All the Light We Cannot See – book review

In this unit in humanities PLP, our class has been going into depth on WW2. Our main focus of the war was the perspectives of WW2 and the countries involved. We have done a few novel studies in the past, and to help our understanding of WW2, we chose a novel to read. We had three options on books we could read, Unbroken by Laura Hillenbrand , Code Name Varity by Elizabeth Wein, and All the Light We Cannot See by Anthony Doerr. The novel I chose to read was All the Light We Cannot See. The reason I chose this book, is because I had heard some really good reviews and a lot of people had recommended it, so I thought why not give it a try. We had around 3 weeks to finish the book and once we were done our task we had to write a book review!


Here is my book review, hope you enjoy!

 All the Light We Cannot See– Anthony Doerr

Set in the time period of World War II , All the Light We Cannot See by Anthony Doerr is a fast pasted novel. It captures the reader by telling a story of young characters and their journey though WWII. The author uses the genre of adventure and action to reveal the events in WWII. The novel is told by two main characters with different perspectives. Each character has a different perspective of the war. My favourite perspective is Marie-Laure’s. Marie-Laure is a French girl that lives in the town of Santa Malo, “a tall and freckled six-year-old in Paris”.

Cover image

She may be six at the beginning of the book, however by the end she has grown into a young adult, and through the novel you watch her mature and grow up. Very early on in the novel, Marie-Laure finds out that she is blind. Throughout the book the author tells the book from a blind girl, and you get a feel of what it would be like. Blind at a young age of 6, her father guides her through life.

 Marie-Laure gets her sympathetic and caring personality from her father. Her father protects his daughter during the war. Signs in the town concerned her Father,“Curfews are installed. Music that can be heard outdoors is banned. Public dances are banned”. As signs of a war are worsened, Marie-Laure and her father moved to Saint Malo to get a way from the war. At Saint Malo they stayed with her Great Uncle, Etienne who is still scared from World War I, “Her great-uncle seems kind, curious, and entirely sane”.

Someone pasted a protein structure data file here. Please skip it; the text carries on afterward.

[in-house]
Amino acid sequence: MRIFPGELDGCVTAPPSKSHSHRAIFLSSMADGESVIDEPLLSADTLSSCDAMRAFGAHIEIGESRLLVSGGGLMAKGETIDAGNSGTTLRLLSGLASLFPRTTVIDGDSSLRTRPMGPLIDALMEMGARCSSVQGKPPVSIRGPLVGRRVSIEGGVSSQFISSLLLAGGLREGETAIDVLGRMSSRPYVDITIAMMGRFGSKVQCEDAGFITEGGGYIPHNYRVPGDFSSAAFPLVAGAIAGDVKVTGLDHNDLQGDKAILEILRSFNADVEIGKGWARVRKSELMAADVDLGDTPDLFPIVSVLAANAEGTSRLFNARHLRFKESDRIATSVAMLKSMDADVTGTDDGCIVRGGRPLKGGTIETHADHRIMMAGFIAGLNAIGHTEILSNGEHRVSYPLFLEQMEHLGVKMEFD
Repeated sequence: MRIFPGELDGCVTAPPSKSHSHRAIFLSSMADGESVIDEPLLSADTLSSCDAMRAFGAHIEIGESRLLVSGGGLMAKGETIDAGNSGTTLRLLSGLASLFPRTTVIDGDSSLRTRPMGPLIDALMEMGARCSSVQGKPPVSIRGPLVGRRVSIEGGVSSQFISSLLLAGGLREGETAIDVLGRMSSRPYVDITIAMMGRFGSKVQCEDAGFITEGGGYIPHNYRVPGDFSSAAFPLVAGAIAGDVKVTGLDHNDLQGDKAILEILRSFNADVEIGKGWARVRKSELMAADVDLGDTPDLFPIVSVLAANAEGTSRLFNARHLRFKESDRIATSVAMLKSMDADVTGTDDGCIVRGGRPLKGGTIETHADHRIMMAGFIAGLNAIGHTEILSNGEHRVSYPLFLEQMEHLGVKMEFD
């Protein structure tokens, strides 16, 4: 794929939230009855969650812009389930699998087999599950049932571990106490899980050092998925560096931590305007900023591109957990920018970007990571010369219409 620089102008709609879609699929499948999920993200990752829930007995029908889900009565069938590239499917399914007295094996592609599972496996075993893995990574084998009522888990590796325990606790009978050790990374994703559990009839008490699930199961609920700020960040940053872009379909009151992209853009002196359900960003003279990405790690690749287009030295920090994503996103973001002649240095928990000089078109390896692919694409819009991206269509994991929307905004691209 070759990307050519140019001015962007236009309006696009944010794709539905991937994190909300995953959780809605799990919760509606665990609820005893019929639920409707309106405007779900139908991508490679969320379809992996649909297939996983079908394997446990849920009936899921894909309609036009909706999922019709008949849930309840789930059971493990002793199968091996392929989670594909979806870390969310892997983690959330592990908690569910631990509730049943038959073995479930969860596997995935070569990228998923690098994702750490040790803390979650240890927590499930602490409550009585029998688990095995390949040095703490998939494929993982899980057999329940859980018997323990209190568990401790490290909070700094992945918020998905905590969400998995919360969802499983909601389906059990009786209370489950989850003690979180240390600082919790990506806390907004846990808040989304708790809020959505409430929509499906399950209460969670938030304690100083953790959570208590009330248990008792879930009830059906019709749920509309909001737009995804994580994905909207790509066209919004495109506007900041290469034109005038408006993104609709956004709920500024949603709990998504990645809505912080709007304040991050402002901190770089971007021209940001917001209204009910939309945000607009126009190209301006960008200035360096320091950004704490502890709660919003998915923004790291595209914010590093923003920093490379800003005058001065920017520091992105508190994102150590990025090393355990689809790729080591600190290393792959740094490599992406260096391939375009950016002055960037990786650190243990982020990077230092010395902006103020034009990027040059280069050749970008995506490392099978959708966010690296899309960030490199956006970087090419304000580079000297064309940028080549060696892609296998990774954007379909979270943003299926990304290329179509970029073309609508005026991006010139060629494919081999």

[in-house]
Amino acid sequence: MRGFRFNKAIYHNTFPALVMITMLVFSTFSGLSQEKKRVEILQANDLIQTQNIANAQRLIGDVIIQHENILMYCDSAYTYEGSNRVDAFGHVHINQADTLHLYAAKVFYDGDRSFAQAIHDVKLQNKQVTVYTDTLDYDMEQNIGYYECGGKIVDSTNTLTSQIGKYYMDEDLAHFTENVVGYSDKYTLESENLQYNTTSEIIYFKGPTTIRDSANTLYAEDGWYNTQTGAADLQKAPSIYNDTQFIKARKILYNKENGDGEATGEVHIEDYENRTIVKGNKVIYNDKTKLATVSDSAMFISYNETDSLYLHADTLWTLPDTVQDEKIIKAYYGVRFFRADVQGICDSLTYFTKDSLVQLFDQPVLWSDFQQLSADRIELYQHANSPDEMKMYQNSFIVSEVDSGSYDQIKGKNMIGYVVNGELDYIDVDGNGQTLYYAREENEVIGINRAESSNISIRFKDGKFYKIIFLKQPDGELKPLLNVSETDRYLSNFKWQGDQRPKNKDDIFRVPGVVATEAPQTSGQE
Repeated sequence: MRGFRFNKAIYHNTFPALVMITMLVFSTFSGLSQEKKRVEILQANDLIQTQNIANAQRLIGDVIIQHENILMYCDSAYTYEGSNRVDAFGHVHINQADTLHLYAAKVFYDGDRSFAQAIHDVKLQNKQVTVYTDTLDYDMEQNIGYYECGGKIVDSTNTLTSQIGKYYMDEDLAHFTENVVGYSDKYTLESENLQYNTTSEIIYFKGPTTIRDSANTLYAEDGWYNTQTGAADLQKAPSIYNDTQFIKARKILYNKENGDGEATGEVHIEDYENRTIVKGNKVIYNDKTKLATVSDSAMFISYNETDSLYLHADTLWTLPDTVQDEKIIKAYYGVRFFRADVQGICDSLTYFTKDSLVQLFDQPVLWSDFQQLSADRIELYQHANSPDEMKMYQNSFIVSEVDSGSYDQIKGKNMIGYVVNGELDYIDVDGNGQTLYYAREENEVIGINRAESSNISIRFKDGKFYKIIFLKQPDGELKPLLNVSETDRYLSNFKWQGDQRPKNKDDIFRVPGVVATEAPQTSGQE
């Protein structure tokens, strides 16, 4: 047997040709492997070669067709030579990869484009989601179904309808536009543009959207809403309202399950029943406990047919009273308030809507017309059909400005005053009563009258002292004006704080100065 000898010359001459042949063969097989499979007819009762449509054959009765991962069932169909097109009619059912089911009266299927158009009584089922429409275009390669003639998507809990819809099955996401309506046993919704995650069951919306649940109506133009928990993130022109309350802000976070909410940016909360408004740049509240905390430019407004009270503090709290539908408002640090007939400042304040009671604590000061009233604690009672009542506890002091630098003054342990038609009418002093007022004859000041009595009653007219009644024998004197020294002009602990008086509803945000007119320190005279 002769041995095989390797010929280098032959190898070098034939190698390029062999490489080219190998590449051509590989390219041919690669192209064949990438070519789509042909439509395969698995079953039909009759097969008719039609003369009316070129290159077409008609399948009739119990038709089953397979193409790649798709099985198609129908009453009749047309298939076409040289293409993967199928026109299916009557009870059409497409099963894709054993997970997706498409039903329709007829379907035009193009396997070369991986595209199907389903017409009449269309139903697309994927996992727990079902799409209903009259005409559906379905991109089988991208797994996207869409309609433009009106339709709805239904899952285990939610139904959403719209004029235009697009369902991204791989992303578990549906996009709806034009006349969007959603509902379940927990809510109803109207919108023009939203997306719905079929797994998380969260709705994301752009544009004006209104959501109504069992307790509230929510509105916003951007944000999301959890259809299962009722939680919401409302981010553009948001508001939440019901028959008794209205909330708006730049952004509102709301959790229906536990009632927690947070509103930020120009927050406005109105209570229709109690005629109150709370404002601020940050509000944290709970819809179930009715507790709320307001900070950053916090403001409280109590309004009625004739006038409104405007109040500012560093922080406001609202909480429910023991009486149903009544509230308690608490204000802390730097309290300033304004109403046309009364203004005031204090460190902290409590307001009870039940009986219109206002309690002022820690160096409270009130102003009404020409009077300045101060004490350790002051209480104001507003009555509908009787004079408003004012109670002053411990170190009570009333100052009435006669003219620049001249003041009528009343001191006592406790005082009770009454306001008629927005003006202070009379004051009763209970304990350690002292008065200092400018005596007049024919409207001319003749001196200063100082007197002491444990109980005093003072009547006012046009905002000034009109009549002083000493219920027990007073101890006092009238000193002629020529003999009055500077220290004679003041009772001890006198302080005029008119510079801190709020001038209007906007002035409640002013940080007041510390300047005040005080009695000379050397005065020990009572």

On the other side of the war, Werner lives with his sister Jutta in a Children’s Home ,“Werner Pfennig grows up three hundred miles northeast of Paris in a place called Zollverein”. Radios were very rare in those days, “Until now he has seen radios only in glimpses: a big cabinet wireless through the lace curtains of an official’s house; a portable unit in a miners’ dormitory; another in the church refectory. He has never touched one”. When Werner found a radio, he was fascinated and found his hobby in repairing radios. In fact all Werner ever did was play with his radio, “Werner sits alone in his upstairs dormer, experimenting with the radio receiver”. Happy as Werner and his sister were, the two were separated when Werner got accepted into the Hitler Youth Camp to train for WWII. The opportunity changed Werner’s life, fighting for Germany. 

Something that I found engaging was reading about the soldiers training camp, and what it was like to be in the Hitler Youth Camp. From the book it’s seemed pretty intense. For example, “For their final test, each of the fourteen-year-olds is forced to climb a ladder haphazardly nailed to a wall”. While reading I felt a lot of sympathy for the youths that participated in the Hitler Youth Camp.

I thought the author, Anthony Doerr did a good job of telling each perspective, and you get a good idea of what the war would have been like in different countries. At the end each story the author leaves you on a cliff hanger and then the book will switch to a different character. However, there are a lot of transitions back and forth between time periods and perspectives. This confused me a little, maybe longer chapters would have helped, since the chapters were so short. 

There were also some major events in the book that the author didn’t exactly explain. When Marie-Laure finds out she is blind, there isn’t really an explanation on how she is blind. The author just mentioned that her eye sight is depleting, but I wanted to know more about her disability. Another example is, at the end of the chapter a tragic event occurs involving Werner, and the author didn’t go in depth about the event.

The time period of, All the Light We Cannot See, is set in the same period of The Boy In the Striped Pajamas. The movie The Boy In the Striped Pajamas is set during World War II.  The movie and All the Light We Cannot See, both tell true events that happened in World War II. In both the movie and the novel, you feel the same emotions about events that occurred during the war, serious and emotional. What I like about both stories is they are told by a younger perspective. I think this is interesting because you really get an understanding of what life was like for civilians and youths. The main character in The Boy In the Striped Pajamas, 8 year old Bruno, like Werner is also German. The movie takes you on an exciting but emotional journey through a Germans perspective of WWII. 

Overall, All the Light We Cannot See was definitely a page turner. I thought it was interesting to read about both sides of the war, France and Germany. With Anthony’s unique style you got two contrasting views of WWII. I couldn’t help but side with this book. Tragic events made me want keep reading, and throughout the book you really got to warm to the characters as you watched them grow up.

Leave a Reply

Your email address will not be published. Required fields are marked *